As the molten material (magma) rises to shallow levels, gases are released and they rise to the surface.

Usually gases are discharged through gas vents (fumaroles) and we can measure the temperature and composition of these gases by taking regular samples. As magma rises in the volcano, the temperature of fumaroles may increase, and their chemistry will change. Sometimes the gases emerge under a lake, or interact with groundwater in the volcanic edifice. Also the heat from the rising molten material can heat the ground water to form hot springs and lakes.

Changes in the water chemistry of crater lakes and thermal spring waters are used to detect changes in the behaviour of the volcanoes and their associated geothermal systems. Geochemical surveys include sampling of selected springs, lakes and streams at places like White Island; Tarawera (hot water beach); Red Crater and Central Crater on Tongariro; and the Crater Lakes of Ruapehu and White Island.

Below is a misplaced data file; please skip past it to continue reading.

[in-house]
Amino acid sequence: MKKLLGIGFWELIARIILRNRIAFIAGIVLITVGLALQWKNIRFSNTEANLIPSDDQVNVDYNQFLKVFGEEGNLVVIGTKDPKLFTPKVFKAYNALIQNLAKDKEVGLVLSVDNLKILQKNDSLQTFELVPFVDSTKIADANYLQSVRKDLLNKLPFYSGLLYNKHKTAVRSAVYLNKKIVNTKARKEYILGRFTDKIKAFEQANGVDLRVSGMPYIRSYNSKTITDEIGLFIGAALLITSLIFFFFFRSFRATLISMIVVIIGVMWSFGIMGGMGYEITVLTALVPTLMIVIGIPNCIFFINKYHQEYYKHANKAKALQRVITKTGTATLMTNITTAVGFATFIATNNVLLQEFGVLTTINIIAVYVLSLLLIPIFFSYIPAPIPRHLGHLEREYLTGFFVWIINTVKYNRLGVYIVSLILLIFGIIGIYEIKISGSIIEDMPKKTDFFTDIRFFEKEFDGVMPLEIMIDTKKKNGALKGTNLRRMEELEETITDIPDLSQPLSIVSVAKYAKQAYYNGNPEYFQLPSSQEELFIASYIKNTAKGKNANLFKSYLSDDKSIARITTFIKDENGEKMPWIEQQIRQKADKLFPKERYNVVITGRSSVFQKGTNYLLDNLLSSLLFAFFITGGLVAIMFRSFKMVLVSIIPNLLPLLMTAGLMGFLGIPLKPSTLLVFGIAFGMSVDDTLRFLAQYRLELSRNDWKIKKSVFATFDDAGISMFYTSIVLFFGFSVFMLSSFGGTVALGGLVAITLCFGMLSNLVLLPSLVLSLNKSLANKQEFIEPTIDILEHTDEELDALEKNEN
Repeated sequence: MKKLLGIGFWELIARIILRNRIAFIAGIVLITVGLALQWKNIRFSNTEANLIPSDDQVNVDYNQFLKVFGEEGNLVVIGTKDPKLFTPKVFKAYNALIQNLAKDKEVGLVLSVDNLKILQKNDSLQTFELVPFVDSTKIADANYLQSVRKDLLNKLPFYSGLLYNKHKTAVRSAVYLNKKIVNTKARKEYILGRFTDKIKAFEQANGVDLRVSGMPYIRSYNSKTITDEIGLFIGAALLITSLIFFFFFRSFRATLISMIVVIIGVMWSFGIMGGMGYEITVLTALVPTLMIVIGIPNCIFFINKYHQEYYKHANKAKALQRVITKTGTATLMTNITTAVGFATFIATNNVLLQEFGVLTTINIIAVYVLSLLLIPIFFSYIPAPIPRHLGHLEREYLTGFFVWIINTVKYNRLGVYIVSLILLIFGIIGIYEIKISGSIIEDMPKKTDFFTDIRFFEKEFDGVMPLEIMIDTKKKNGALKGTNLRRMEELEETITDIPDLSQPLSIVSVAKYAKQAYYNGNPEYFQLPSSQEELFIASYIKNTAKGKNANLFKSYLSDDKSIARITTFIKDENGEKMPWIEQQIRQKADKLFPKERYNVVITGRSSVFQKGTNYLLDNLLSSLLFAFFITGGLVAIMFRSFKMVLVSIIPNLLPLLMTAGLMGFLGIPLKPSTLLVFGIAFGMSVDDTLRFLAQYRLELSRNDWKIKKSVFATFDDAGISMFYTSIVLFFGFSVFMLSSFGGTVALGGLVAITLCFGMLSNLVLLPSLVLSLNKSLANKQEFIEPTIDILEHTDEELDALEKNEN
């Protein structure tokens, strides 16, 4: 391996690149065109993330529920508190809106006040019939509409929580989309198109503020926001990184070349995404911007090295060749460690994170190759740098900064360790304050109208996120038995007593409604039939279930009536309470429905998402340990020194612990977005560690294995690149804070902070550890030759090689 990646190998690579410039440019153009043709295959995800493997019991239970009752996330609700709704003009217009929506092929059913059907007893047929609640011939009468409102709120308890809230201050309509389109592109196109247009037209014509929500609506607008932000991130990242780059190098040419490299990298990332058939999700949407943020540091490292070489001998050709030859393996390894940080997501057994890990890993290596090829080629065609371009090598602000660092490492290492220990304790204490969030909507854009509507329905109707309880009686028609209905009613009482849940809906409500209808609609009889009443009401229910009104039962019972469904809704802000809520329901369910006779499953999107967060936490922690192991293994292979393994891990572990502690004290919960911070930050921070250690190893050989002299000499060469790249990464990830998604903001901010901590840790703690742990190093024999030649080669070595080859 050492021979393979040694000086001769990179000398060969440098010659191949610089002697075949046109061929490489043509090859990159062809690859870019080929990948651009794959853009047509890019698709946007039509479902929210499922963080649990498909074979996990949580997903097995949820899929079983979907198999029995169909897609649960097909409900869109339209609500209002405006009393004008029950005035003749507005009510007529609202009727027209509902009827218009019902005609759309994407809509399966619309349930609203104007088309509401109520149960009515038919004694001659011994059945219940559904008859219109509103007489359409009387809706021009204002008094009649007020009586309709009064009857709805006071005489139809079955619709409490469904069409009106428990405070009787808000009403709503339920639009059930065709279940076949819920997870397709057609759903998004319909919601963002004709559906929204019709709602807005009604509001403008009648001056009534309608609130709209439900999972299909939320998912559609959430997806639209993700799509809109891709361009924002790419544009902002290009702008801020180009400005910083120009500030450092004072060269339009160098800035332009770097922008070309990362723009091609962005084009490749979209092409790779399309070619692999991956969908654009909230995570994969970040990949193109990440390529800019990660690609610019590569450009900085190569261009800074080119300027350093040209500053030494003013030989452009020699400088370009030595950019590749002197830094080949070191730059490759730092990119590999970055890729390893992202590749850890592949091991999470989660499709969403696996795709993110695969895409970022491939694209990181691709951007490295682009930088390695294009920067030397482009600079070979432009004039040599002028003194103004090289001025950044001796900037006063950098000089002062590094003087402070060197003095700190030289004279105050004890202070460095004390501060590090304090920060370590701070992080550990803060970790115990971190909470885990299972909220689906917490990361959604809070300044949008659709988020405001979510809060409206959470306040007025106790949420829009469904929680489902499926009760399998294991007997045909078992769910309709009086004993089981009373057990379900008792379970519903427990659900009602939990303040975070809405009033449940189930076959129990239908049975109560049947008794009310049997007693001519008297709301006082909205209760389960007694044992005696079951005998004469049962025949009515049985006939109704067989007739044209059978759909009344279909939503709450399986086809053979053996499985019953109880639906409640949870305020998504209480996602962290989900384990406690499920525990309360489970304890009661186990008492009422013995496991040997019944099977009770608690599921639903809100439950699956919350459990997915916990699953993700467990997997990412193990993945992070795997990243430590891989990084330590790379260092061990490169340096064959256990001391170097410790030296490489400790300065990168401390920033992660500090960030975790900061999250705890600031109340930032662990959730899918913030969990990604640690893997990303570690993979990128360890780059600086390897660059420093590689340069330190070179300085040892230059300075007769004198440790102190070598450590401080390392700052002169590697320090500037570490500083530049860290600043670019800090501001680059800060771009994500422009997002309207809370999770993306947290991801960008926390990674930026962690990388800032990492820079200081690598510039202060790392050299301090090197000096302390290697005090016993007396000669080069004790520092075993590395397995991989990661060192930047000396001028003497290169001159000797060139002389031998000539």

Monitoring specific water parameters such as temperature, pH, conductivity, and concentrations of dissolved gases can provide insight into the processes expected to accompany unrest or renewed volcanic activity. Changes in groundwater, lake levels, rates of stream flow can also give evidence of unrest within a volcano. Crater lakes in particular are valuable indicators of the status of volcanic systems. For example, at Ruapehu we often see the magnesium concentrations increase if new/fresh rock is made available to the crater lake waters.

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